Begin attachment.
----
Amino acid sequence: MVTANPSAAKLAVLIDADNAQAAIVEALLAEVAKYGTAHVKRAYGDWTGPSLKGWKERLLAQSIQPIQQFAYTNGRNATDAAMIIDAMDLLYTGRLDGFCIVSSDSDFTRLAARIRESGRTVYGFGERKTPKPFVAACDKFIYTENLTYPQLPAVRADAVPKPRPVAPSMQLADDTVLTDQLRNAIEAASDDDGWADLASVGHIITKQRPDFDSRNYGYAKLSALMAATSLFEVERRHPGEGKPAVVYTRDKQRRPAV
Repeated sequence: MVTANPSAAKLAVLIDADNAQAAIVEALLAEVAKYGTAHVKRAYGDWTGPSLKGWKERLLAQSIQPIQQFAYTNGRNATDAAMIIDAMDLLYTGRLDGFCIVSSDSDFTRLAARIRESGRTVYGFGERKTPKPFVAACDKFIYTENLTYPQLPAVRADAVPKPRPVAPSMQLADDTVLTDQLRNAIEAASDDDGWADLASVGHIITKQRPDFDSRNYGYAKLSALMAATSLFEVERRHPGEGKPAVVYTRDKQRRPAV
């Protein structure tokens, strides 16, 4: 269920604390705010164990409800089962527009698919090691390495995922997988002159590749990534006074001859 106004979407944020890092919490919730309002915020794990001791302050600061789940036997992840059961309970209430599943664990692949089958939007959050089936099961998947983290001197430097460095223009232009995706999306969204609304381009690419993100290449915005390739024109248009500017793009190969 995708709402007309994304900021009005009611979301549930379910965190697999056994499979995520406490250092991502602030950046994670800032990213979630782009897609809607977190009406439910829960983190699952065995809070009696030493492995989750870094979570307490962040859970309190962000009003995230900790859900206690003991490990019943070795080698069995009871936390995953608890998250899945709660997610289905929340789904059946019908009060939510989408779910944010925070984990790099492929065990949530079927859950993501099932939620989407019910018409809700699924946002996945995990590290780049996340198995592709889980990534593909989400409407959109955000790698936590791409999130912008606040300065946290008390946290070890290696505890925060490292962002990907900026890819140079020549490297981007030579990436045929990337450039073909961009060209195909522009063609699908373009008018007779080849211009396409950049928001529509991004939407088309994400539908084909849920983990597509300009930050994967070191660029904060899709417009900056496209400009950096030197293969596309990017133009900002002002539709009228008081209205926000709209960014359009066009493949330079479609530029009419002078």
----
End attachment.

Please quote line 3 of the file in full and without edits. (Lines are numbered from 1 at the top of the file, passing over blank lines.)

């Protein structure tokens, strides 16, 4: 269920604390705010164990409800089962527009698919090691390495995922997988002159590749990534006074001859 106004979407944020890092919490919730309002915020794990001791302050600061789940036997992840059961309970209430599943664990692949089958939007959050089936099961998947983290001197430097460095223009232009995706999306969204609304381009690419993100290449915005390739024109248009500017793009190969 995708709402007309994304900021009005009611979301549930379910965190697999056994499979995520406490250092991502602030950046994670800032990213979630782009897609809607977190009406439910829960983190699952065995809070009696030493492995989750870094979570307490962040859970309190962000009003995230900790859900206690003991490990019943070795080698069995009871936390995953608890998250899945709660997610289905929340789904059946019908009060939510989408779910944010925070984990790099492929065990949530079927859950993501099932939620989407019910018409809700699924946002996945995990590290780049996340198995592709889980990534593909989400409407959109955000790698936590791409999130912008606040300065946290008390946290070890290696505890925060490292962002990907900026890819140079020549490297981007030579990436045929990337450039073909961009060209195909522009063609699908373009008018007779080849211009396409950049928001529509991004939407088309994400539908084909849920983990597509300009930050994967070191660029904060899709417009900056496209400009950096030197293969596309990017133009900002002002539709009228008081209205926000709209960014359009066009493949330079479609530029009419002078």